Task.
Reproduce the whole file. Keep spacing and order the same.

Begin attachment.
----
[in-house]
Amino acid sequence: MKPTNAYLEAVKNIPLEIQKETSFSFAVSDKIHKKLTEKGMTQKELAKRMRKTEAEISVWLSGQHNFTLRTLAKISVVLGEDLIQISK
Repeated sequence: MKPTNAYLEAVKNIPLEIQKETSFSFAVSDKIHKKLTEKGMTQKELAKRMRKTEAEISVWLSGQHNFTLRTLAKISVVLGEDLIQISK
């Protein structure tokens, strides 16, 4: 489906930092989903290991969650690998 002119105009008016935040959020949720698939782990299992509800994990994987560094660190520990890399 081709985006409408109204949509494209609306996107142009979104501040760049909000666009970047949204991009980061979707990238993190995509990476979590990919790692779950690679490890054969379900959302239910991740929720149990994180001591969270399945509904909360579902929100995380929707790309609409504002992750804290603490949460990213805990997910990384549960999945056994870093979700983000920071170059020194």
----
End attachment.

[in-house]
Amino acid sequence: MKPTNAYLEAVKNIPLEIQKETSFSFAVSDKIHKKLTEKGMTQKELAKRMRKTEAEISVWLSGQHNFTLRTLAKISVVLGEDLIQISK
Repeated sequence: MKPTNAYLEAVKNIPLEIQKETSFSFAVSDKIHKKLTEKGMTQKELAKRMRKTEAEISVWLSGQHNFTLRTLAKISVVLGEDLIQISK
């Protein structure tokens, strides 16, 4: 489906930092989903290991969650690998 002119105009008016935040959020949720698939782990299992509800994990994987560094660190520990890399 081709985006409408109204949509494209609306996107142009979104501040760049909000666009970047949204991009980061979707990238993190995509990476979590990919790692779950690679490890054969379900959302239910991740929720149990994180001591969270399945509904909360579902929100995380929707790309609409504002992750804290603490949460990213805990997910990384549960999945056994870093979700983000920071170059020194």